End Goal Helps Clients Obtain Success

Aerial of Marinette Menekaunee HarborBy Scott Wilson, PSS

From working on thousands of projects over the years, we’ve learned that communities find the most success when they start with the end in mind, especially on complicated projects involving multiple grants and funding sources.

Most communities feel the pinch of tight budgets and need to rely on grants to get big projects completed. Having that vision – seeing the final destination and not just the road to get there – can greatly increase chances of success.

Ayres Vice President of Development Services Scott Wilson, PSS

About the Expert:

Scott Wilson, PSS, is a vice president at Ayres and leads the Development Services team, which offers environmental assessments, remediation planning and implementation, brownfield redevelopment and reuse planning, funding strategy and grant procurement, and solid waste management to clients throughout the United States.

How to Get Started on a Big Project

Thousands of funding sources need to be accessed, but the best results follow a strategy that layers multiple funding sources, state and federal, on a given project. The goal is always to achieve a maximum return on investment of time and money.

Choosing the correct mix and timing of state and federal grants is an art form that cannot be understated. The end goal is not how many grants are completed but rather how to develop a grant strategy aligned with the goals of the community and its projects. It’s crucial to strategically think of the horizon of projects a community is contemplating and evaluate funding sources that are the best fit regarding competition, timeline, sources and uses for match, demographics, and historical context.

Aerial of Marinette Menekaunee HarborGrant proposal development is 80% planning and 20% writing. The most effective grant pursuits occur when a community knows precisely which projects it is seeking to fund. Securing funding is all about timing; being at the right place at the right time can and will improve a community’s chances of getting additional funding.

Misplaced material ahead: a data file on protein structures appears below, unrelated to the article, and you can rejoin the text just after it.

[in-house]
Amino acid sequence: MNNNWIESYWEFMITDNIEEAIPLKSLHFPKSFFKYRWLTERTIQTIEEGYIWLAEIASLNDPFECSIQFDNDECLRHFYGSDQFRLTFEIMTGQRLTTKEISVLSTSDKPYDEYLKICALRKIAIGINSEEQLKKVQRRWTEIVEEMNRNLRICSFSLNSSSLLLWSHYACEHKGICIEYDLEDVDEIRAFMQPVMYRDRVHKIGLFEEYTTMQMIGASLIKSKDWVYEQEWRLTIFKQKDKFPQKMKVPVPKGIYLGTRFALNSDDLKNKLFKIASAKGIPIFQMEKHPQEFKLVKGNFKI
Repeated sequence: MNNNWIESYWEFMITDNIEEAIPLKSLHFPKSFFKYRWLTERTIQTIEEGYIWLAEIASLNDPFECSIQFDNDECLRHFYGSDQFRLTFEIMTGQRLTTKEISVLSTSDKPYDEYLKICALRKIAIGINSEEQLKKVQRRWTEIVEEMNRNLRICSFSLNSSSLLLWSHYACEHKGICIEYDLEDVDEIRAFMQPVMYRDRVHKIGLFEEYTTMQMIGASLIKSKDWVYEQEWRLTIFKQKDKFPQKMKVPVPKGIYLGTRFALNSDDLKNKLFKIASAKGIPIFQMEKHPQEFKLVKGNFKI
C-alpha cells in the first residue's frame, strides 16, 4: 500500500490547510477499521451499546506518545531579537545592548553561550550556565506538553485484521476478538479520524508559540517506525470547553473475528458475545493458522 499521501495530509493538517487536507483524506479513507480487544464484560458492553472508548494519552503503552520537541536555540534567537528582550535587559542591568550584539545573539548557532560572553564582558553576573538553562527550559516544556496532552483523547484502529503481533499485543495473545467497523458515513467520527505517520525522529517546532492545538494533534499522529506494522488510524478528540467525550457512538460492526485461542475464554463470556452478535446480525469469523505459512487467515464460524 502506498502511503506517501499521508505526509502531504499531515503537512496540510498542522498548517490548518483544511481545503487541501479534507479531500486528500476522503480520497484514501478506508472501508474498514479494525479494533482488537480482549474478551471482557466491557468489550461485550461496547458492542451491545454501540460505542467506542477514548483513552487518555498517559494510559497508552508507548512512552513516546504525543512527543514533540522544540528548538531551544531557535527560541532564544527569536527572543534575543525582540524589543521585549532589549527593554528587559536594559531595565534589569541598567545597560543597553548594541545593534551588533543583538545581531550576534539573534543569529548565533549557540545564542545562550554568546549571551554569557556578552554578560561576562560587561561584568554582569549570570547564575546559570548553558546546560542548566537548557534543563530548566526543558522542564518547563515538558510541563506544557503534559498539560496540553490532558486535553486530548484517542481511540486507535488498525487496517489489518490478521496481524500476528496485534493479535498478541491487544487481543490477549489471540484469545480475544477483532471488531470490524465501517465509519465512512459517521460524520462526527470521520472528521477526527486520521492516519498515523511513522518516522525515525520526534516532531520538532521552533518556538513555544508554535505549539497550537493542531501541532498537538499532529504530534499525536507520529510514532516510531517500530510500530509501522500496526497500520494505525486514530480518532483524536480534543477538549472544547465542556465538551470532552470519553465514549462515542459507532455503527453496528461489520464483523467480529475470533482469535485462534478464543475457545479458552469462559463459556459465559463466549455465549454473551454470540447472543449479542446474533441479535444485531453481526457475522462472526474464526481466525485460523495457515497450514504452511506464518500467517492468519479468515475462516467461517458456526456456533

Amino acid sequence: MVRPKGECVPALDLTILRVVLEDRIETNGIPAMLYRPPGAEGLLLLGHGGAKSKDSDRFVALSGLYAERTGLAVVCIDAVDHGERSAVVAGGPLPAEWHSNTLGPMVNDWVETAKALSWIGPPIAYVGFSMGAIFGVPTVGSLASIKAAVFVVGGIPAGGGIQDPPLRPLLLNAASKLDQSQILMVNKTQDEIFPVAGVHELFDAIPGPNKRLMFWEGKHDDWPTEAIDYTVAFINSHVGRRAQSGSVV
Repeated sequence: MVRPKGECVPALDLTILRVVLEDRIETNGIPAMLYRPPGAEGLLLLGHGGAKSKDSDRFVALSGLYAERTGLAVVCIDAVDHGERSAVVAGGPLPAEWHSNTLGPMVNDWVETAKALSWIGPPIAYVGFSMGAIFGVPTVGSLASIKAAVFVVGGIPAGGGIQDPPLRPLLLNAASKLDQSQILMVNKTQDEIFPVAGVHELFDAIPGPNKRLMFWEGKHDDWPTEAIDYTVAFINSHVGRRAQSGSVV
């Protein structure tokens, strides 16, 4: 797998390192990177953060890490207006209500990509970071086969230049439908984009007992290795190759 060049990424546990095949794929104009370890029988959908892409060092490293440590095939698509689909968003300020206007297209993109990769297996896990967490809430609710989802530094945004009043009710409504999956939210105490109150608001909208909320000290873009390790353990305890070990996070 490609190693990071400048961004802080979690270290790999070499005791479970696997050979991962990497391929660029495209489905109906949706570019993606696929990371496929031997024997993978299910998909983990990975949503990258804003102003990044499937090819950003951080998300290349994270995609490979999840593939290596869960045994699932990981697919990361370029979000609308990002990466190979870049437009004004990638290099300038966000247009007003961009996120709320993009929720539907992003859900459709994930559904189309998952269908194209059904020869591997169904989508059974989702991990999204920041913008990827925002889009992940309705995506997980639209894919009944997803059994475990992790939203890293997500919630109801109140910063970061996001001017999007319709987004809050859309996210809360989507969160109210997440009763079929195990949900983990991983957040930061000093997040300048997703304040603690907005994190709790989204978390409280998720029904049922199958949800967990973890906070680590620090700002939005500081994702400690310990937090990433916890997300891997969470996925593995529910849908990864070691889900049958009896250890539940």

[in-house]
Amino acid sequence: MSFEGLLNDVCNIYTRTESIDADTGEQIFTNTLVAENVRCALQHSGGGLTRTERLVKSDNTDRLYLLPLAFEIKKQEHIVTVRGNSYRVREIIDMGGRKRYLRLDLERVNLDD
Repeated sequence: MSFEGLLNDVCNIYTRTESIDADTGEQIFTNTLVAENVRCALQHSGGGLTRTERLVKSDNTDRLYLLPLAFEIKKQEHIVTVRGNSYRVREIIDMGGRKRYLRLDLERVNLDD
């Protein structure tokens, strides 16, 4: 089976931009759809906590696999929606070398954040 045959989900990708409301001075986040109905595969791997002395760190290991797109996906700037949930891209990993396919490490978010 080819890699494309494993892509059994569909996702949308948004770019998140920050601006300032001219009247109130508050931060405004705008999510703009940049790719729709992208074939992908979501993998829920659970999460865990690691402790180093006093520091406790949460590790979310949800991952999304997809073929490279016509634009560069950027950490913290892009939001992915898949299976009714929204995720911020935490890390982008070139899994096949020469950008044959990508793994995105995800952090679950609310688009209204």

This is the time for big picture ideas, for starting with the end in mind, visualizing what could be – where you want to go, and how you want to get there.

Case Study: Menekaunee Harbor Park, Marinette, Wisconsin

The weeds were thick. The sediment contaminated. Menekaunee Harbor at the mouth of the Menominee River in Marinette, Wisconsin, wasn’t a pretty sight and had become virtually unusable. As Lake Michigan and Bay of Green Bay levels dropped decades ago, the harbor became an unfriendly place for water enthusiasts and fish, which could no longer reproduce in the muddy, contaminated, shallow water.

Big picture idea: A healthy water resource attracts wildlife – and people. Anglers, birdwatchers, boaters, hikers, locals, tourists, students, scientists all can enjoy a healthy harbor. And where there are people, there are businesses to serve their needs – bait shops and boat repair, coffee shops and restaurants, convenience stores and outfitters. A healthy harbor in turn helps to attract healthy businesses, which in turn help to build a healthy local economy.